Alcohol-license compliance audits on a sample of restaurants and package stores will be conducted annually under a new ordinance approved Dec. 8 by the Atlanta City Council.
The audit regime follows concerns that nightclubs are masquerading as restaurants in Buckhead and other areas of the city and contributing to late-night crime. Such audits are among the tactics mentioned in a recently published “Buckhead Security Plan” created by government officials and local private organizations.
For certain businesses that sell alcohol but do not make most of their sales from it, city code offers exemptions from various restrictions. Those include such strictures as a distance limit from such institutions as schools and churches; a 21-and-older customer policy; and a requirement to close 30 minutes after last call. To qualify, an “eating establishment” must make at least 50% of its gross annual food and beverage sales from prepared meals, and a package store must have less than 5% of its gross receipts from alcohol.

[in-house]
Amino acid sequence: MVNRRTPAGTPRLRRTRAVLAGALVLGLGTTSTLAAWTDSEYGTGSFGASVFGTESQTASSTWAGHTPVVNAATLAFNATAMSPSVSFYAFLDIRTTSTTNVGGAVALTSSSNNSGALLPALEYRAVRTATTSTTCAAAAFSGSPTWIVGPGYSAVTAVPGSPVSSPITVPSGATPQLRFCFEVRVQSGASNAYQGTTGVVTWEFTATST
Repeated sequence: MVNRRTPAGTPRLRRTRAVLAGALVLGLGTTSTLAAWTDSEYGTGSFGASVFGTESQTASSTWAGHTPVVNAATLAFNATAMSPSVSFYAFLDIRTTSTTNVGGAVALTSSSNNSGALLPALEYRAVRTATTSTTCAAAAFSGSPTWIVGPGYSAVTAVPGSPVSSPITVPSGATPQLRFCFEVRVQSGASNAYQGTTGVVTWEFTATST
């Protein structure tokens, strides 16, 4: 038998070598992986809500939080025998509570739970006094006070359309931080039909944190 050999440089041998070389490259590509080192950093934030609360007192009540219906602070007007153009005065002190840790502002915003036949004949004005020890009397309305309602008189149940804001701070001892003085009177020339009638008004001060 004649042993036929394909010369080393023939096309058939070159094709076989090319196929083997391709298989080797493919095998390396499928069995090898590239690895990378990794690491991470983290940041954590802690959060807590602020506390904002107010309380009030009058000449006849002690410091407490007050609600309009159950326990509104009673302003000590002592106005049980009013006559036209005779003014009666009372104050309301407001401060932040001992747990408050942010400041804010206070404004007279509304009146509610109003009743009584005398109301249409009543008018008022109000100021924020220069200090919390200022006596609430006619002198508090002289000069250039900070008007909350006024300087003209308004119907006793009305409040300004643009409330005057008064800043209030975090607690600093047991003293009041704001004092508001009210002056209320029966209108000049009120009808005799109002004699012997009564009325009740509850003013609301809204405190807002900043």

But, according to the council’s ordinance, the city had “no regular method” for checking that businesses operating under those exemptions are in compliance with those limits.
The new order directs the city’s chief financial officer to conduct “annual forensic audits” of no less than 1% of the businesses licensed under such exemptions as of Sept. 30 the previous year. The audit results will be sent to the Atlanta Police Department’s Licenses and Permits Unit for review and enforcement.
If a business is found to be out of compliance, the city can revoke or deny its license to sell alcohol. The business can apply to operate under a different designation.
The ordinance takes effect Jan. 1.